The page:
“If you have even the slightest interest in late-Romantic vocal music, snap this up. … both singer and pianist seem deeply in love with the music, and both bring it vividly to life” – Henry Fogel

Mozart to Gershwin – music by Mozart, Beethoven, Chopin, Debussy, Griffes and Gershwin. Margery McDuffie Whatley (p). ACA 20110

“What a delightful musical whirlwind tour this is … the strongest possible recommendation” – Jerry Dubins

Bartók: Solo violin sonata; Bach/Papavrami: Fantasy and Fugue in G minor, BWV 542; Suite in G, BWV 822. Tedi Papavrami (vn). Aeon 1101

“Papavrami’s accomplishment in this program seems considerable in many ways—his more than simple transcriptions have provided violinists with works by the Master for solo violin that fit perhaps better with the existing ones than do several of the arrangements for violin and orchestra of harpsichord concertos, even if those works originated in violin concertos. And his performances capture the majesty of these transcriptions. Finally, he’s recorded a performance of Bartók’s Solo Sonata that makes it take a place as a near equal with these Bach-like transcriptions” – Robert Maxham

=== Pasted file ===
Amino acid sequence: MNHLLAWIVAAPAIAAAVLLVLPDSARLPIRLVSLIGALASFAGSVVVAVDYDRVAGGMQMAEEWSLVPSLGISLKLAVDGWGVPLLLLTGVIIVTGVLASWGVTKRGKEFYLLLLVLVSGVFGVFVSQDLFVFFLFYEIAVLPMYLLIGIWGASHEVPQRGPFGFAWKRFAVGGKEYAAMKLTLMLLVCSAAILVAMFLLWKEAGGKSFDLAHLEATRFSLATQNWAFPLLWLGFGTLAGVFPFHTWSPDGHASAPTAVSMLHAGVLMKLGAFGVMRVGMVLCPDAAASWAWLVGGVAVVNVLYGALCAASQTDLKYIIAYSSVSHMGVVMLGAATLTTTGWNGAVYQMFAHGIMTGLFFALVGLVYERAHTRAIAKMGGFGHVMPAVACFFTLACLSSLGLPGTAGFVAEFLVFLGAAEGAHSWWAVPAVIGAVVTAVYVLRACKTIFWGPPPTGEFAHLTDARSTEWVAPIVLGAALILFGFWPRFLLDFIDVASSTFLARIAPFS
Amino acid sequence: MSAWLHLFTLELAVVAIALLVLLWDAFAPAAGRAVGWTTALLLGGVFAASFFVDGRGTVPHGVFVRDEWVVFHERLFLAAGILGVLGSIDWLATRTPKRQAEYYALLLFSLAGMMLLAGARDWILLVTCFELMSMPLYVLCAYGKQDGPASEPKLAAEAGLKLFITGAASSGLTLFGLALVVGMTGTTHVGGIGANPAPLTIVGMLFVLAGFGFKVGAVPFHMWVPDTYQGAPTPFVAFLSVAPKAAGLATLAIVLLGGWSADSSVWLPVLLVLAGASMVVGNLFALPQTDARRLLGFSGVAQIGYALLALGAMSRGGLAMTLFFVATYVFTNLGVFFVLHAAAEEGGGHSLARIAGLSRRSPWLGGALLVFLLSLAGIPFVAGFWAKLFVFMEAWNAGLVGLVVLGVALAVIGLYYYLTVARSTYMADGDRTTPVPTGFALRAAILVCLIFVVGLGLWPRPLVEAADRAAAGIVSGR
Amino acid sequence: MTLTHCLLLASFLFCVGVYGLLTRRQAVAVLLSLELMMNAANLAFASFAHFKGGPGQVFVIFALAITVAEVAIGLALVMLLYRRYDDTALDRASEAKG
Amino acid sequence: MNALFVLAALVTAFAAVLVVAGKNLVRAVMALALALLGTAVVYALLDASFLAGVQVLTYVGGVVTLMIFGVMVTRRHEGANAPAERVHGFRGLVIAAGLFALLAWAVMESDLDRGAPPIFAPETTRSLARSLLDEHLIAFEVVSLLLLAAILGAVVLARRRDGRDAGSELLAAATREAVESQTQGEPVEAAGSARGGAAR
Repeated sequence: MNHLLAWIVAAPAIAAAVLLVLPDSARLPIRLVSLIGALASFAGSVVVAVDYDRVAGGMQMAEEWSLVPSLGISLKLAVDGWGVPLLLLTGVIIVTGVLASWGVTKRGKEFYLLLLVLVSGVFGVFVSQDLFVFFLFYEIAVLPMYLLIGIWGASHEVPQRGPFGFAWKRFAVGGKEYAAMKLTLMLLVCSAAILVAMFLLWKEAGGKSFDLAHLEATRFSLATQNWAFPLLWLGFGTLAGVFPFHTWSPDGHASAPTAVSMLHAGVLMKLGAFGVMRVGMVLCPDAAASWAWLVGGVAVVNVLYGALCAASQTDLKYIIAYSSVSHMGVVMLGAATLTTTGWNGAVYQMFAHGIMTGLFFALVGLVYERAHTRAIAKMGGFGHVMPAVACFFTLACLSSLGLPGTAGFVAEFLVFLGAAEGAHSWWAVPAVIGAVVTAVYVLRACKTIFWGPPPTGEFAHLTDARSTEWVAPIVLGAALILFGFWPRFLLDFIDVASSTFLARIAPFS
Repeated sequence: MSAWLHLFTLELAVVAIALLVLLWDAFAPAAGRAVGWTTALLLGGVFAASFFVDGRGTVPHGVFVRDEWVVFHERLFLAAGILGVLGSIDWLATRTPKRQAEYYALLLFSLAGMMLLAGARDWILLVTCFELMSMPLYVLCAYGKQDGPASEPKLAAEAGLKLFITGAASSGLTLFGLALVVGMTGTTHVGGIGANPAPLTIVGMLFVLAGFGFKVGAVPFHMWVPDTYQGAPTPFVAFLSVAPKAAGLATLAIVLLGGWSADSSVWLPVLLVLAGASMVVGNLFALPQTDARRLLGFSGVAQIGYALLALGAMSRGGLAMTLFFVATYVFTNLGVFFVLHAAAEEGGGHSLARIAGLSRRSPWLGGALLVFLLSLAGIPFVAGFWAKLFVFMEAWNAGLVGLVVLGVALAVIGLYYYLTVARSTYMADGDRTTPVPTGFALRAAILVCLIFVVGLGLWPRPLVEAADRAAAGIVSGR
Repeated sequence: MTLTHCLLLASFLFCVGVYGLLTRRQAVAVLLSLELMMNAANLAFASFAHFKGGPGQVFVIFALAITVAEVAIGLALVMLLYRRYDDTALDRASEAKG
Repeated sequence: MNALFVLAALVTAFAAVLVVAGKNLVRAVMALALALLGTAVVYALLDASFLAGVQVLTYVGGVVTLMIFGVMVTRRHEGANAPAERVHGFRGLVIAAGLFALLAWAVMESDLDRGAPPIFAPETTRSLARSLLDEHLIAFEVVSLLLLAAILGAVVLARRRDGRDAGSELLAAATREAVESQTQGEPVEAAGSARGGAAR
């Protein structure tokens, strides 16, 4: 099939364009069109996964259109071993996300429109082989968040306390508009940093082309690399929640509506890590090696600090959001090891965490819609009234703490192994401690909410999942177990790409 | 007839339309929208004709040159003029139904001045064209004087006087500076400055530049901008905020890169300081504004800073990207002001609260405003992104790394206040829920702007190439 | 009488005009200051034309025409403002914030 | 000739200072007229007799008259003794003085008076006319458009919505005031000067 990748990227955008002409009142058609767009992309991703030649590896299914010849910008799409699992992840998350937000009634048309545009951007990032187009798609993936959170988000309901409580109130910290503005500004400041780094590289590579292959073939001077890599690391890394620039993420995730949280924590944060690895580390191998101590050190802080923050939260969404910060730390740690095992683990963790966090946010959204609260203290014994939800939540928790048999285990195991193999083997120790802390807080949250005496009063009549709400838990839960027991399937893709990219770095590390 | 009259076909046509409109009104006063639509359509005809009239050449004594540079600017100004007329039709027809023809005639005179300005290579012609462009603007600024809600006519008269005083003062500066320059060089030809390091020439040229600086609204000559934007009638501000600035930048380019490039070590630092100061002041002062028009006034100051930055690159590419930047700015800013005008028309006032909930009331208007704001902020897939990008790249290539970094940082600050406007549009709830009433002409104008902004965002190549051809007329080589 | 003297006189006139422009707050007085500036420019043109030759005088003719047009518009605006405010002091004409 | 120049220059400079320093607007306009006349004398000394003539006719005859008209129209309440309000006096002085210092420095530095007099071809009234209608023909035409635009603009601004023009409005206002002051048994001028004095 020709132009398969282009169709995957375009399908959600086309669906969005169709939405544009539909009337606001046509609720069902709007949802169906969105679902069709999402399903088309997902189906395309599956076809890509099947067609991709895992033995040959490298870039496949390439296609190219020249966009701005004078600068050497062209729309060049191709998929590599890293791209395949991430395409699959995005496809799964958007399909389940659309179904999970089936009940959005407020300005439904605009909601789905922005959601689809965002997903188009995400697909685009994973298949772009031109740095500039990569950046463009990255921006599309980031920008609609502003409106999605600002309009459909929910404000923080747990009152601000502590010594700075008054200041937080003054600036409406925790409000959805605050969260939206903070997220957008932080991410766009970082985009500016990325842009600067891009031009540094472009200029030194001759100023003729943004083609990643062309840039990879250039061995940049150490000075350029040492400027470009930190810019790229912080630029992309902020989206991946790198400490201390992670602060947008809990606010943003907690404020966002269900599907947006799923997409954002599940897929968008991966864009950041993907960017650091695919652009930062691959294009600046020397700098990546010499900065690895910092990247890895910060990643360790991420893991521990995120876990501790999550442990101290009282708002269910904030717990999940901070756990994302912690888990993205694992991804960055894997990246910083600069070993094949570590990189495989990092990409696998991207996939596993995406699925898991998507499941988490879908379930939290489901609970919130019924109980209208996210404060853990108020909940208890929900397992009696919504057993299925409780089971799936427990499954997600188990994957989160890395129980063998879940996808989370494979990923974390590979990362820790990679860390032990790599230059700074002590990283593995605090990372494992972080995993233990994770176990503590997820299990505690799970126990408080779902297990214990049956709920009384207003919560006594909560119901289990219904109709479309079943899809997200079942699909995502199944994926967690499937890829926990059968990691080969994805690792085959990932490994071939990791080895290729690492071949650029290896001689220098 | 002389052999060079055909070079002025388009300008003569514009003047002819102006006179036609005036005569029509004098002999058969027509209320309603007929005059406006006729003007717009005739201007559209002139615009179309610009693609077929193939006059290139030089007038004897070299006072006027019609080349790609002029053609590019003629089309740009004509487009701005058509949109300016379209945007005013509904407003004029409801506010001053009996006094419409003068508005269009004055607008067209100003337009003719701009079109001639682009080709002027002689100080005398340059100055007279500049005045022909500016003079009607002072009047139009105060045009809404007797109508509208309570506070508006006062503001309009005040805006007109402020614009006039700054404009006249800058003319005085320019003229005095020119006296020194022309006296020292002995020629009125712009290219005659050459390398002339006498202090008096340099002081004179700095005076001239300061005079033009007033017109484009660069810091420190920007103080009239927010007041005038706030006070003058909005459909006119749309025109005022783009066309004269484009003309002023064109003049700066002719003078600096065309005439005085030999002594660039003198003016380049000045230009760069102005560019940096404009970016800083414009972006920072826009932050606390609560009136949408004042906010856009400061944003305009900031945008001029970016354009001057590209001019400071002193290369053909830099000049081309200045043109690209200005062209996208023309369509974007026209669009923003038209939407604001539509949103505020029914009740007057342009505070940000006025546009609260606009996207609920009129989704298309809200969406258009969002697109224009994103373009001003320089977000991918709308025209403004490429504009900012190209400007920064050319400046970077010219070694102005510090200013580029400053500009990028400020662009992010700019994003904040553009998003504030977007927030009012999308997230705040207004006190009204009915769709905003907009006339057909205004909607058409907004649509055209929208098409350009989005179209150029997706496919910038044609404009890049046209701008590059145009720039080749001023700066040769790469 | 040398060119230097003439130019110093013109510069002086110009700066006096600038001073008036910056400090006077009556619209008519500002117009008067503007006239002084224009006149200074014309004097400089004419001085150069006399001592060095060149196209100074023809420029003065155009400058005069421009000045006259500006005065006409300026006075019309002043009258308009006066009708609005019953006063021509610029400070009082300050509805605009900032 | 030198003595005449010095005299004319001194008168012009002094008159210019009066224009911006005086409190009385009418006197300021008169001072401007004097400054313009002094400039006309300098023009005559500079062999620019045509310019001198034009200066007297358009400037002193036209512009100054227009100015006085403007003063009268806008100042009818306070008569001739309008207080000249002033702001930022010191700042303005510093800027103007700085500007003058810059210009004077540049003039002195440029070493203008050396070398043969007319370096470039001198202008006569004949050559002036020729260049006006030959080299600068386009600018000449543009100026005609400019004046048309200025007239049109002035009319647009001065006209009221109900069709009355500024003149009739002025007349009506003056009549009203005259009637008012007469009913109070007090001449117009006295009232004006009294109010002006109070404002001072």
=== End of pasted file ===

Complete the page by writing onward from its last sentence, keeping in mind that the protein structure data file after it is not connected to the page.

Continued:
Bach: Solo violin sonatas and partitas. Jascha Heifetz (vn). Pristine 075

“This set now occupies one of the top places on my short list of a half-dozen most treasured violin recordings of all time … this remastering situates [Heifetz] in your living room or study and reveals more of his mechanism” – Robert Maxham

Bach: Cello suites. Pablo Casals (vc). Pristine 074

“Everything about the playing here is musical in the most rudimentary and important sense of the term. Despite the fine transfers of previous CD editions, this one stands alone as a stunning achievement” – Mortimer H Frank